PublicNews18: Successful Three De Ventilators Prepare in Pakistan The outbreak of the Corona virus started in Wuhan, China, when it visited other countries around the world. Some do not have the time or resources to meet this shortfall.
Successful Three De Ventilators Prepare in Pakistan Therefore, many engineers and doctors around the world have joined hands to think how to overcome this shortage of medical equipment with less time and resources.
Alexander Clarke, anesthesiologist from Australia, shared his research on Twitter March 19, with a 3D printer that can create a device called ‘ventilator splitter walls’ in just six hours, a ventilator. Can accommodate up to four people at a time.
Although such devices were previously used in different countries around the world, you can adjust Alex’s ventilator to suit each patient’s needs.
Alexander Clark’s research came to know when Abdullah Afzal, an engineer from Pakistan who was looking for a similar solution to alleviate Pakistan’s ventilator shortage, took advantage of this research. Prepared and tested Litter Splitter Walls.
Engineer Abdullah Afzal told the BBC that he founded a technology company after doing engineering in 2017. The company also exports various goods and has also made a jlibi making machine.
Abdullah and his team, with the help of Alexander Clark’s research, not only developed the device in a few days but also tested it at Shaukat Khanum Hospital.
However, he has done this experiment on an empty ventilator and no patient was seen.
Abdullah says, ‘We used to have 3D labs. In this lab we developed it with the help of a 3D printer and then established contacts with different hospitals. In which Shaukat Khanam experimented on it and declared it successful. ‘
According to Abdullah, so far he has provided ventilator suppliers to around 200 hospitals in different hospitals in Pakistan. “We’ve been working on it day and night. We are trying to provide to anyone who contacts us. ‘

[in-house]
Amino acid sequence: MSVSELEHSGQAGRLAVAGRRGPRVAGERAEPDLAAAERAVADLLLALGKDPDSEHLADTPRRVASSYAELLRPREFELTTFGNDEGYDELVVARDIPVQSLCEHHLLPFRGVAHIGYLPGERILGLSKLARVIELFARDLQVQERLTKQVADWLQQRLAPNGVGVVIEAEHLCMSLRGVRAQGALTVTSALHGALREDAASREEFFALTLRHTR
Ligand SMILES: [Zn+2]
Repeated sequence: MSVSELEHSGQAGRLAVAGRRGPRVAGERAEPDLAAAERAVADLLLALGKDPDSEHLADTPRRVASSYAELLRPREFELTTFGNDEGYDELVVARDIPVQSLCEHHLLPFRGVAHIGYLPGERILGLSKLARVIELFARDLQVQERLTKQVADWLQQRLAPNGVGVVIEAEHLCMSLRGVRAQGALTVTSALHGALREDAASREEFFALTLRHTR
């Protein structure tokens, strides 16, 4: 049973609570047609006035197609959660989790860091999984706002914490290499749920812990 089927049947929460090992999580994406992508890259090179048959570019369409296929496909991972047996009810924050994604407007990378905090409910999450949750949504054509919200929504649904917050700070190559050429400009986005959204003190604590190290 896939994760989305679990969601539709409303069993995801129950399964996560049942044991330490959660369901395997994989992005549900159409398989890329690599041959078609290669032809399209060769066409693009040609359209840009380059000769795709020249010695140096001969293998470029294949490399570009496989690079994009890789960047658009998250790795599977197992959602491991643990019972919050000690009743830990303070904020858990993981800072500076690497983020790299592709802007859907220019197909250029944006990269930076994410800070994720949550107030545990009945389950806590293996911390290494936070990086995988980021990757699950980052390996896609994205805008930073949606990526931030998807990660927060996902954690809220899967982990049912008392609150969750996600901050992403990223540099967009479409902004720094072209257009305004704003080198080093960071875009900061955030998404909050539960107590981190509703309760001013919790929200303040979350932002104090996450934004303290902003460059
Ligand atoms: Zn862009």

Alexander Clark told the BBC that he had put his design on the Internet so that anyone could benefit from it free of charge. Although Alexander published his research in a journal, someone else Could not be submitted as their work, but they did not register or patent it in their name so that people could use it for free.
‘This design is still in the experimental stages and I myself have not used it on any patient. I am making it better through the response from all over the world, and in this regard I received the highest response from a Pakistani engineer. ‘
Alexander says the bulk of the device’s utility depends on having it manufactured with good quality 3D printers and materials, or that poorly-made splitter can be a threat to the patient’s life.
Abdullah says he is still bear the cost of producing these valentine letter suppliers. Abdullah and his team are part of a group called PACV, comprised of volunteer doctors and engineers.
When the Corona virus began to spread in Pakistan, it was felt that Pakistan did not have the proper capacity to deal with it. Which government officials have also expressed.
To cope with this situation, a professional medical engineer, doctor and others in Pakistan formed a group called PACV who are volunteering their services in the field of technology.
Dr Bilal Siddiqui, a Karachi-based PACV based in Pakistan, is currently serving as Chief Engineer in a private institution but before that he was associated as a teacher in various educational institutes.
He told the BBC: “At the time of the spread of the Corona virus in the country, I came to the idea that Pakistan did not have the technology and the various machinery to fight Corona while it would be needed. On which I suggested to social media groups, including professional engineers and a few of my students, that on this occasion we should work for our country and nation and Pakistan, we should not wait for the government. Let us see what the hospitals in Pakistan need at this time and what we can do.
Dr Bilal Siddiqui said, “When it was proposed, it was not surprising that many people, engineers affiliated with many small companies came out and asked what they could do. When we started to discuss it, it was understood that hospitals in Pakistan needed a lot of things. ”